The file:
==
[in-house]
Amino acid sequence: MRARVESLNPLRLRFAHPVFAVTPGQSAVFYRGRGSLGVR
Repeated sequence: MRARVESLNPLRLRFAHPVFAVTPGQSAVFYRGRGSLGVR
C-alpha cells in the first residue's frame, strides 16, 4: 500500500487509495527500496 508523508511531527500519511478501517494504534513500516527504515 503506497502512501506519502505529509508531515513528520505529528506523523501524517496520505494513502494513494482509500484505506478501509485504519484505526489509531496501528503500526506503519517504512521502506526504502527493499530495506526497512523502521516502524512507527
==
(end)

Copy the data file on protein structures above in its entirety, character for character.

[in-house]
Amino acid sequence: MRARVESLNPLRLRFAHPVFAVTPGQSAVFYRGRGSLGVR
Repeated sequence: MRARVESLNPLRLRFAHPVFAVTPGQSAVFYRGRGSLGVR
C-alpha cells in the first residue's frame, strides 16, 4: 500500500487509495527500496 508523508511531527500519511478501517494504534513500516527504515 503506497502512501506519502505529509508531515513528520505529528506523523501524517496520505494513502494513494482509500484505506478501509485504519484505526489509531496501528503500526506503519517504512521502506526504502527493499530495506526497512523502521516502524512507527